LTE Broadcast Arrives in Italy

Italy is the latest European country to trial LTE Broadcast for local transmission of a major live event with streaming of a show by singer-songwriter Max Gazzè. Like many other trials to date it was limited to a selected group of users at Expo 2015, the World Trade Fair in Milan, spanning the 110 hectare (272 acre) site. The Gazzè show was multicast to the site over Italian operator TIM’s 4G/LTE network to LTE Broadcast enabled phablets (large smartphones the size of small tablets), allowing users to switch between several channels of live HD video as well as on-demand content within the Expo zone.

The trial used Ericsson’s LTE Broadcast transmission technology, while Qualcomm provided the chips for the Samsung phablets implementing the key underlying eMBMS (evolved Multimedia Broadcast Multicast Service). The trio of Ericsson, Qualcomm and Samsung has been involved in a spate of recent European trials. The Expo demonstration comes hot on the heels of Russia's first live LTE broadcast trial by MTS earlier in October 2015, staged at its offices in Nizhny Novgorod, with content streamed from Aachen in Germany. Pre-configured LTE broadcast capable devices with Qualcomm's Snapdragon 810 processor and X10 LTE modem were used in the trial. MTS is Russia’s largest mobile operator with over 100 million subscribers and says there is high demand for viewing TV on smartphones in the country.

There has also been growing interest in LTE Broadcast from broadcasters, which fear being shut out of the loop by content providers going direct to consumers over mobile networks. In some cases though broadcasters are partnering with mobile operators, as the BBC did in the UK in May 2015 with cellular provider EE to transmit three streams of the English football cup final from Wembley stadium.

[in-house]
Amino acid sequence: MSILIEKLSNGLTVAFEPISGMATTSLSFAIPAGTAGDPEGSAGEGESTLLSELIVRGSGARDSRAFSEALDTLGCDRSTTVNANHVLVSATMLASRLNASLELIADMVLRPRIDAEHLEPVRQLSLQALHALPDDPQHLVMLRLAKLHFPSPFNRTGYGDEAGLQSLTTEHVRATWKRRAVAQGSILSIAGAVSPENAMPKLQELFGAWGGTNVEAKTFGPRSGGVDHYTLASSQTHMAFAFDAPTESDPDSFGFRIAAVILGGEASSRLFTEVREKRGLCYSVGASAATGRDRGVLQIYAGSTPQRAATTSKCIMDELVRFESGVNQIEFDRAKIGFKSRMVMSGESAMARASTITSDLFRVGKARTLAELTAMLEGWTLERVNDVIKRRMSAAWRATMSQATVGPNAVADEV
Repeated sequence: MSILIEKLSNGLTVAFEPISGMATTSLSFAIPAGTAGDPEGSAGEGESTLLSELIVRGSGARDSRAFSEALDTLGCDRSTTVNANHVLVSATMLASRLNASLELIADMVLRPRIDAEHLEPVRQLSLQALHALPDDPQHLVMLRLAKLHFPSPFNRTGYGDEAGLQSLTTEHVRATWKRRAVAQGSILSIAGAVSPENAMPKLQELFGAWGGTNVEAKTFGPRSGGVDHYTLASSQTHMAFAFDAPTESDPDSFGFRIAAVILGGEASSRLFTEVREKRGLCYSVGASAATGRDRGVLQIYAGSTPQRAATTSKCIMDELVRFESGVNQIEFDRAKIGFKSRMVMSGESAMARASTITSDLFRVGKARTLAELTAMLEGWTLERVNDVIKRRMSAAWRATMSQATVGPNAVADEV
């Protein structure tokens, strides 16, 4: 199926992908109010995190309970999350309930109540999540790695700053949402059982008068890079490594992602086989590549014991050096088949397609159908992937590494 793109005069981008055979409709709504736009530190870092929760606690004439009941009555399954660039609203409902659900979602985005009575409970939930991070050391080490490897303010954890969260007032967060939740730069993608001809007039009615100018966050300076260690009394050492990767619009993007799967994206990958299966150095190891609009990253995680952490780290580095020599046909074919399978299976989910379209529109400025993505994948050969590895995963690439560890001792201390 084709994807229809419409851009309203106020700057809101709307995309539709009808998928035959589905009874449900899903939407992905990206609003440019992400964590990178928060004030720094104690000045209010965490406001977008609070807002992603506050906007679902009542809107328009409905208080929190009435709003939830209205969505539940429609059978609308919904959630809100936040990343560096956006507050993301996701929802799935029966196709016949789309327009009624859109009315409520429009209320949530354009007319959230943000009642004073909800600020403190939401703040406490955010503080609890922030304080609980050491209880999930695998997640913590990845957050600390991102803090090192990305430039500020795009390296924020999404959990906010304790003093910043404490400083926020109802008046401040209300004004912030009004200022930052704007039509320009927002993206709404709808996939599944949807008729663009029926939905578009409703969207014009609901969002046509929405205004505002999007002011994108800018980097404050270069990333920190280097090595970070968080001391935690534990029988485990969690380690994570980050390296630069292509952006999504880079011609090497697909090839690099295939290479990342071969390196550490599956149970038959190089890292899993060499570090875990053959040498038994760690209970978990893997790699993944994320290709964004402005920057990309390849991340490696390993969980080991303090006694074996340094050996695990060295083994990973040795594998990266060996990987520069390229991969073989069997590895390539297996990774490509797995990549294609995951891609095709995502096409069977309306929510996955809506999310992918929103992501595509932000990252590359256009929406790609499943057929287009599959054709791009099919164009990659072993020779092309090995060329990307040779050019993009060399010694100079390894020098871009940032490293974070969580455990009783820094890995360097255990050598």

This enabled EE subscribers to choose between multiple camera angles and replays rather than having to wait for them to be shown in a single broadcast stream. This differed from many earlier trials by not being confined to transmission within a single venue.

LTE Broadcast is part of the fourth generation (4G) cellular transmission standard also called LTE, using the eMBMS point-to-multipoint interface enabling multicast delivery to specified cell sites within the fixed mobile core network. LTE Broadcast is widely deemed to be the most efficient candidate technology to address the mobile video boom by multicasting popular live video streams to cells in which there are a number of users wanting to view them. Multicasting reduces traffic both across the fixed backhaul network serving cell towers and within the cells themselves, known as RANs (Radio Access Networks), by transmitting just one instance of a given video rather than separate unicast streams for each user electing to receive them. Operators can confine LTE Broadcasts to cells where users want to view the content. This all makes the technology particularly suitable for large venues such as trade shows and sporting events, where many users often access the same content virtually simultaneously. At the same time there may be no demand for that content in other cells within the same mobile network.

In support for multicast LTE Broadcast is no different from earlier mobile broadcast technologies such as DVB-H that failed to gain traction with operators or consumers. But it offers three crucial advantages over those earlier incarnations of mobile broadcast. These are improved performance, avoiding the need for additional expensive licensed spectrum, and ability to work with future end user handsets without additional dedicated hardware.

Apart from overcoming these previous hurdles to mass mobile broadcast deployment, interest in LTE Broadcast is being stimulated by the proliferation in wireless video consumption in turn driven by growing penetration of tablets and larger smartphones with bigger screens for viewing, as well as by roll out of 4G networks themselves. 

Comments:

The ability talked about here to Multicast per cell makes much more efficient use of spectrum than ATSC 3.0. Check out my article on the broadcast bridge called ” Forget-about-atsc-3.0-is-mbsfn-broadcast-cellular-the-answer?”.

January 22nd 2016 @ 16:14 by Christopher walker

Do you really think the U.S. (and South Korea, Canada and Mexico) are going to ‘fold their cards’ and exit OTA “broadcast”? Politicians need all that cheap air-time at election season.

ATSC 3.0 is all about building a delivery infrastructure that can support future IP-related options, features and benefits—and keep an entire industry relevant.

The only thing that might derail the upgrade is an entire consumer electronics industry push back of refusing to build 3.0-capable TV sets (unlikely, after all, they want to sell the next shiny object).

Editor

January 22nd 2016 @ 17:10 by Brad Dick Editor
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